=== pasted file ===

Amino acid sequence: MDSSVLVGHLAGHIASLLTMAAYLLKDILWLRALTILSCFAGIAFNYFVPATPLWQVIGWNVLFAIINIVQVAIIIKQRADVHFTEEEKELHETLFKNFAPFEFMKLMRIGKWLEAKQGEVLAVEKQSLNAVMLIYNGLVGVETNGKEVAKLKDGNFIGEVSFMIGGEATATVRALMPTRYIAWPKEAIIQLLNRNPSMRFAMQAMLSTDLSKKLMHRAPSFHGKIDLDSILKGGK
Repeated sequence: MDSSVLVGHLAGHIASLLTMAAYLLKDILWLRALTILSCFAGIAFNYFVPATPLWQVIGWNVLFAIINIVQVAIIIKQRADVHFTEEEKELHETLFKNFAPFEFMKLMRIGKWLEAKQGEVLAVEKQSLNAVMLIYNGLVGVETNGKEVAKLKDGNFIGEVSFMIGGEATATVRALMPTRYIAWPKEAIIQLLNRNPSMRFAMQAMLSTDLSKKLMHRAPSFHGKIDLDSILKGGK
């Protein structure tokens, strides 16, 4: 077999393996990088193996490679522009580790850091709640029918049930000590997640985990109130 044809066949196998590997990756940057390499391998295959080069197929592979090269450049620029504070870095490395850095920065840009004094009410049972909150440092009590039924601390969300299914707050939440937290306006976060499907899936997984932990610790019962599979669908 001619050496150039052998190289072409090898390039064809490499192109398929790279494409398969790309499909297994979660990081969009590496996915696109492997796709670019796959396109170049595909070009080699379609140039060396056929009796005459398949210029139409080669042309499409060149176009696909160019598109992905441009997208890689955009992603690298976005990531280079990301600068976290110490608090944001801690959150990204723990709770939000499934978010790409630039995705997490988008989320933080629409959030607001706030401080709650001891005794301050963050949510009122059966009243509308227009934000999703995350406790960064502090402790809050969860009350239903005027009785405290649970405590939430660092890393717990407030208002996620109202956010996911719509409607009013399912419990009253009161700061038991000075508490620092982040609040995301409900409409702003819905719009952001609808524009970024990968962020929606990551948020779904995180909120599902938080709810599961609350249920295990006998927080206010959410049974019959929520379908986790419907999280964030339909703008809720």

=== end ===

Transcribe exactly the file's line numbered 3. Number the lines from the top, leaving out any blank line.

């Protein structure tokens, strides 16, 4: 077999393996990088193996490679522009580790850091709640029918049930000590997640985990109130 044809066949196998590997990756940057390499391998295959080069197929592979090269450049620029504070870095490395850095920065840009004094009410049972909150440092009590039924601390969300299914707050939440937290306006976060499907899936997984932990610790019962599979669908 001619050496150039052998190289072409090898390039064809490499192109398929790279494409398969790309499909297994979660990081969009590496996915696109492997796709670019796959396109170049595909070009080699379609140039060396056929009796005459398949210029139409080669042309499409060149176009696909160019598109992905441009997208890689955009992603690298976005990531280079990301600068976290110490608090944001801690959150990204723990709770939000499934978010790409630039995705997490988008989320933080629409959030607001706030401080709650001891005794301050963050949510009122059966009243509308227009934000999703995350406790960064502090402790809050969860009350239903005027009785405290649970405590939430660092890393717990407030208002996620109202956010996911719509409607009013399912419990009253009161700061038991000075508490620092982040609040995301409900409409702003819905719009952001609808524009970024990968962020929606990551948020779904995180909120599902938080709810599961609350249920295990006998927080206010959410049974019959929520379908986790419907999280964030339909703008809720």